Louka has two cellos, one he uses in funerals, and the other he leaves in his apartment and uses for lessons. The teaching cello looks like a student instrument, but the one he plays regularly has a face carved into the front of its scroll that looks a bit like a green man one might find in a church or possibly a lion face in a similar style:

Louka with his cello with the face on the scroll.

Louka with his cello with the face on the scroll. See also the image above of Louka with his cello. Although the screen captures are blurry, you can make out some details of the face. Screenshot from Kolja. Copyright by the production studio and/or distributor. Intended for editorial use only.

Although we were not able to identify the maker of this cello, the face on the front of the scroll hearkens back to 17th-century decorated scrolls by Paul Hiltz and Ernst Busch.

Likely a maker was familiar with the faces created by these makers and created his own version on this cello.

Unlike the instrument in The Living Daylights which is supposed to represent a Stradivarius cello – but in reality is more of a prop – this one looks like a playable instrument. If you know more about this cello, please get in touch and let us know.

Paul Hiltz Viola Scroll with a face (1656). Germanische Nationalmuseum, Nuremberg. In_BR_MI 11

Paul Hiltz Viola Scroll with a face (1656). Germanische Nationalmuseum, Nürnberg. In_BR_MI 11.

Ernst Busch Scroll with a face (1630). Germanische Nationalmuseum, Nuremberg. In_BR_MI 11

Ernst Busch Scroll with a face (1630). Germanische Nationalmuseum, Nürnberg. In_BR_MI 11.

A Father and a Son

Son and Father, Jan and Zdenek Sverák with film awards.

Son and Father: Jan and Zdeněk Svěrák holding their honorary Award for Artistic Excellence in World Cinema (2011). Copyright by the production studio and/or distributor. Intended for editorial use only. Source: https://www.screendaily.com/international-film-festival-bratislava-slovakia/5034625.article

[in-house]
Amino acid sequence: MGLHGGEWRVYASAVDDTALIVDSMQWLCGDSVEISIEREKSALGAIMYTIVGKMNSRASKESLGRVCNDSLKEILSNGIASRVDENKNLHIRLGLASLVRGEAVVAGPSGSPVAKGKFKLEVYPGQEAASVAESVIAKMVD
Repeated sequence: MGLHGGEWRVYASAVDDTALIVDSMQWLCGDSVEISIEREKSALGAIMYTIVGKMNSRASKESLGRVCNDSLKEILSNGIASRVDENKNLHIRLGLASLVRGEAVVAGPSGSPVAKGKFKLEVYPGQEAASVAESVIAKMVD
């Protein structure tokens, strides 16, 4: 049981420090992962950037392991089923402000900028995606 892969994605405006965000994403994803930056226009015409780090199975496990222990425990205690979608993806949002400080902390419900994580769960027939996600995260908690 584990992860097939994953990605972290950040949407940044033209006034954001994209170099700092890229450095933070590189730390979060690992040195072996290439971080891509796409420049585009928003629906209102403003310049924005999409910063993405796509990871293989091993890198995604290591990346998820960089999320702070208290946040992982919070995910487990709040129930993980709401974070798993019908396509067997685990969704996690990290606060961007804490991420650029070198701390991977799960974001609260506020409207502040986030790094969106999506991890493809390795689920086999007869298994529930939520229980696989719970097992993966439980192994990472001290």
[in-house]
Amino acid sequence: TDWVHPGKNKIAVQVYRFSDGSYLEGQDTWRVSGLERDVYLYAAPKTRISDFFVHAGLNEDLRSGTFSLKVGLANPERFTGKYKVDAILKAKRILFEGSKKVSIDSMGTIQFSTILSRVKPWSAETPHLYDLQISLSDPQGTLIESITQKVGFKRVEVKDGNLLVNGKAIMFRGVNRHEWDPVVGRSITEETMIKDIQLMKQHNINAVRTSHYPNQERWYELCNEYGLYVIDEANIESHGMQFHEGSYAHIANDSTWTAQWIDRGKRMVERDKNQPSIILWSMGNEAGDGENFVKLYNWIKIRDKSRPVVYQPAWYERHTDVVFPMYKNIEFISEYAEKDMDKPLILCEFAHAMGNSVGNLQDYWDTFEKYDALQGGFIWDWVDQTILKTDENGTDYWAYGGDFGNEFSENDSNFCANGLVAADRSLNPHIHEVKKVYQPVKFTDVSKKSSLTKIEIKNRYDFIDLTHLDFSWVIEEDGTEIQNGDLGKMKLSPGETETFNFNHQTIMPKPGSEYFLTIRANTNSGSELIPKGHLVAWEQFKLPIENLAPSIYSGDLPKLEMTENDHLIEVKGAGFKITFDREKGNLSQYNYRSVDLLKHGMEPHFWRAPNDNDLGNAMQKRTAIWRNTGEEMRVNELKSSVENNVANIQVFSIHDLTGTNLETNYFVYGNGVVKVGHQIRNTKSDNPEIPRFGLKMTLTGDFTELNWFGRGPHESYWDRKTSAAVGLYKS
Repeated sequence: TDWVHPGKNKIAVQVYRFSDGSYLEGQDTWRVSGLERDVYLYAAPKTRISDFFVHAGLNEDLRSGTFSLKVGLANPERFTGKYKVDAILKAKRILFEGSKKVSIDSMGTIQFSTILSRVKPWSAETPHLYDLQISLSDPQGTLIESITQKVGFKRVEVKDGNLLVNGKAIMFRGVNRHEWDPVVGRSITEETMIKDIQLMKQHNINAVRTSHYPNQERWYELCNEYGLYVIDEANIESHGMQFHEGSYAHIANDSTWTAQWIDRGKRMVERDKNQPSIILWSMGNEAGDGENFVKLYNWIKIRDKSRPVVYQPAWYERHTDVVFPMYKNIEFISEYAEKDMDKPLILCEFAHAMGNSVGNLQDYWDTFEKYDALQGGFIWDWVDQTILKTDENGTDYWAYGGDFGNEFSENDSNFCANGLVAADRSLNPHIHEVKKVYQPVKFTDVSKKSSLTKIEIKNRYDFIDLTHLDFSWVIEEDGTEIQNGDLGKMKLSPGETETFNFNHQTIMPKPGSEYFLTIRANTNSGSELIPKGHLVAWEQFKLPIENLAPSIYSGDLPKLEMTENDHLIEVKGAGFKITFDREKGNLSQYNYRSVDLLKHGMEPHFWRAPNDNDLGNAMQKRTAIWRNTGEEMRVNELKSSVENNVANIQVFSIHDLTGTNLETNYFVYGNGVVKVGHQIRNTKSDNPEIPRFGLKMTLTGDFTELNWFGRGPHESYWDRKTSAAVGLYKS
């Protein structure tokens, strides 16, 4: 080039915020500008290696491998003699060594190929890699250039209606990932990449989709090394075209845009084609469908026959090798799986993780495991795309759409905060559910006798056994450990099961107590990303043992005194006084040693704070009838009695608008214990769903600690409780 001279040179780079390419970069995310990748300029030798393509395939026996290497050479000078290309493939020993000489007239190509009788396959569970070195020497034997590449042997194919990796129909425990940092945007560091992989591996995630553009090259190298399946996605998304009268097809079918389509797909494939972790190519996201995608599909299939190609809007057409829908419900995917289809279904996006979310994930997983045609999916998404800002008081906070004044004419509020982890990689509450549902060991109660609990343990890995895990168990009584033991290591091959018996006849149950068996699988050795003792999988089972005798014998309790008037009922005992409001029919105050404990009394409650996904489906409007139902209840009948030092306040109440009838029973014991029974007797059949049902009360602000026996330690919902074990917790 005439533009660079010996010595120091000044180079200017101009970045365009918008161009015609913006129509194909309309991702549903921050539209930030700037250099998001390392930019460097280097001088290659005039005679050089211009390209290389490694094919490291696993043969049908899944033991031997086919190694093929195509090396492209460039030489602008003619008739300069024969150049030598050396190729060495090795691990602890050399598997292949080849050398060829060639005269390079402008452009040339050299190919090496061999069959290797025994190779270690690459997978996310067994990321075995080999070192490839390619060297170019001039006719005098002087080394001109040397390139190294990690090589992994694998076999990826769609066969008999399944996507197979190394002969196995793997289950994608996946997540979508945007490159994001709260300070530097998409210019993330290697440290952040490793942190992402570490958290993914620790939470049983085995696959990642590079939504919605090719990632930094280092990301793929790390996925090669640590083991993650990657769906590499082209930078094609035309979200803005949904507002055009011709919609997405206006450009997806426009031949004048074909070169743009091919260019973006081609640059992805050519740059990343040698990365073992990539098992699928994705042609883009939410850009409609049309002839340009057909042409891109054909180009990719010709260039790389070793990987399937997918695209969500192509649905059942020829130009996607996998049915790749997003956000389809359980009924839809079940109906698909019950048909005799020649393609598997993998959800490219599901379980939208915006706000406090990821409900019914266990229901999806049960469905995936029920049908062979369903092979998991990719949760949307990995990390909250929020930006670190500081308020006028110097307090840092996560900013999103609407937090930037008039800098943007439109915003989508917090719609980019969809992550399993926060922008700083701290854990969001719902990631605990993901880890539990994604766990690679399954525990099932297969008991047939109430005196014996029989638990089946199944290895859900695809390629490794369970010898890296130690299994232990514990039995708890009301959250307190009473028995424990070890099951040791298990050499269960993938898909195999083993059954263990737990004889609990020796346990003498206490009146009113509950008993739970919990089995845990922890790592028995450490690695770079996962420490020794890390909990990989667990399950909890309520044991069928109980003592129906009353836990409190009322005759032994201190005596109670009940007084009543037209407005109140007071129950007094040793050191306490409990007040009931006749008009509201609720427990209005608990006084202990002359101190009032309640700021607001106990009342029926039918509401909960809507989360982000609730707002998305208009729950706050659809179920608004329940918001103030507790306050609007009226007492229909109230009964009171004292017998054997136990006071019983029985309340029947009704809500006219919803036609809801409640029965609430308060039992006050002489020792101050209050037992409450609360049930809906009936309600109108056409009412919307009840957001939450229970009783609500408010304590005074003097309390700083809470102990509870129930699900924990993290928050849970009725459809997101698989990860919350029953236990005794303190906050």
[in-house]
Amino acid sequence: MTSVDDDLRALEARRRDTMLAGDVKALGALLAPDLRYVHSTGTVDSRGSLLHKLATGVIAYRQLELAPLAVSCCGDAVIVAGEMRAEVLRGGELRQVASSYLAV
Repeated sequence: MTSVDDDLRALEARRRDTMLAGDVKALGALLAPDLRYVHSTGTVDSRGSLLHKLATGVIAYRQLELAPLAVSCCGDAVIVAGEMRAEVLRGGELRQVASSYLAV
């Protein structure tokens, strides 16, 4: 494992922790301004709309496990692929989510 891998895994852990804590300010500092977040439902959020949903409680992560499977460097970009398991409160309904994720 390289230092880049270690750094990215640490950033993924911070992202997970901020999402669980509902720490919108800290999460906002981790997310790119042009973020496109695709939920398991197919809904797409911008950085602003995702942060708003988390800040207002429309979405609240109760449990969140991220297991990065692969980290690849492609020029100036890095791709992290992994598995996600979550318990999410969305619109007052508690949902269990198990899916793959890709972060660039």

One of the themes of this movie is the relationship between a father and a son, in this case, the relationship between Louka and his stepson Kolja.

In addition, this film is a real-life father-son collaboration: father Zdeněk Svěrák wrote the screenplay and plays Louka, the cellist, and son Jan Svěrák is the director.

Kolja is their second collaboration after a film called Elementary School about Zdeněk’s childhood. Jan and Zdeněk Svěrák have continued to work together with award-winning results.

Where to Find the Film

When we originally saw this film in the late 1990s, it was available in English as Kolya. Netflix DVD service in the USA has it under that title.

At the time of publication, it is available in the USA in digital form for free for Prime members on Amazon or to rent or purchase as Kolja. Check both titles to find DVDs, Blu-Rays, and even VHS copies.

If you can’t find it in your area under one title, be sure to check the other.*

We also found the full movie here on YouTube for free:


Your Turn

What are your favorite cello movies? Let us know in the comments below and be sure to subscribe to our weekly newsletter.



Sources


* Unfortunately, we cannot test viewing options from other regions, and YouTube videos come and go. Be sure to check DVD viewing formats in your area before purchasing.